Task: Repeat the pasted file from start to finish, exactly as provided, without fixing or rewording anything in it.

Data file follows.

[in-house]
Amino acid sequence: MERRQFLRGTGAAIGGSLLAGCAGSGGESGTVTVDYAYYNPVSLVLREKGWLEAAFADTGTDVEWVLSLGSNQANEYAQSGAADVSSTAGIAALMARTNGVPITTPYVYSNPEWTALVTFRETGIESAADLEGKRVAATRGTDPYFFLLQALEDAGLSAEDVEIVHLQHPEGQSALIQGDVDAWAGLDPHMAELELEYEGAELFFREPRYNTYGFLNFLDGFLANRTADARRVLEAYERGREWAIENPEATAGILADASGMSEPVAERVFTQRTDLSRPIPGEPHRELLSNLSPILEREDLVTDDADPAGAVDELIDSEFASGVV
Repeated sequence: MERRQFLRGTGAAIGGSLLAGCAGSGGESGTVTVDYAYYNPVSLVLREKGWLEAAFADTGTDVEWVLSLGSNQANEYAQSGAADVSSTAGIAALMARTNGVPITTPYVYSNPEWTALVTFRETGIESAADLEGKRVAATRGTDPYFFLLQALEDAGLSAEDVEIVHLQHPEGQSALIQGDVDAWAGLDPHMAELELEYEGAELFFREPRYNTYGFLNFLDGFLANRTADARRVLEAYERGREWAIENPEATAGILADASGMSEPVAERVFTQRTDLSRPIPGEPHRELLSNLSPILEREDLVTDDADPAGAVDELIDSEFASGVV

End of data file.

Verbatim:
[in-house]
Amino acid sequence: MERRQFLRGTGAAIGGSLLAGCAGSGGESGTVTVDYAYYNPVSLVLREKGWLEAAFADTGTDVEWVLSLGSNQANEYAQSGAADVSSTAGIAALMARTNGVPITTPYVYSNPEWTALVTFRETGIESAADLEGKRVAATRGTDPYFFLLQALEDAGLSAEDVEIVHLQHPEGQSALIQGDVDAWAGLDPHMAELELEYEGAELFFREPRYNTYGFLNFLDGFLANRTADARRVLEAYERGREWAIENPEATAGILADASGMSEPVAERVFTQRTDLSRPIPGEPHRELLSNLSPILEREDLVTDDADPAGAVDELIDSEFASGVV
Repeated sequence: MERRQFLRGTGAAIGGSLLAGCAGSGGESGTVTVDYAYYNPVSLVLREKGWLEAAFADTGTDVEWVLSLGSNQANEYAQSGAADVSSTAGIAALMARTNGVPITTPYVYSNPEWTALVTFRETGIESAADLEGKRVAATRGTDPYFFLLQALEDAGLSAEDVEIVHLQHPEGQSALIQGDVDAWAGLDPHMAELELEYEGAELFFREPRYNTYGFLNFLDGFLANRTADARRVLEAYERGREWAIENPEATAGILADASGMSEPVAERVFTQRTDLSRPIPGEPHRELLSNLSPILEREDLVTDDADPAGAVDELIDSEFASGVV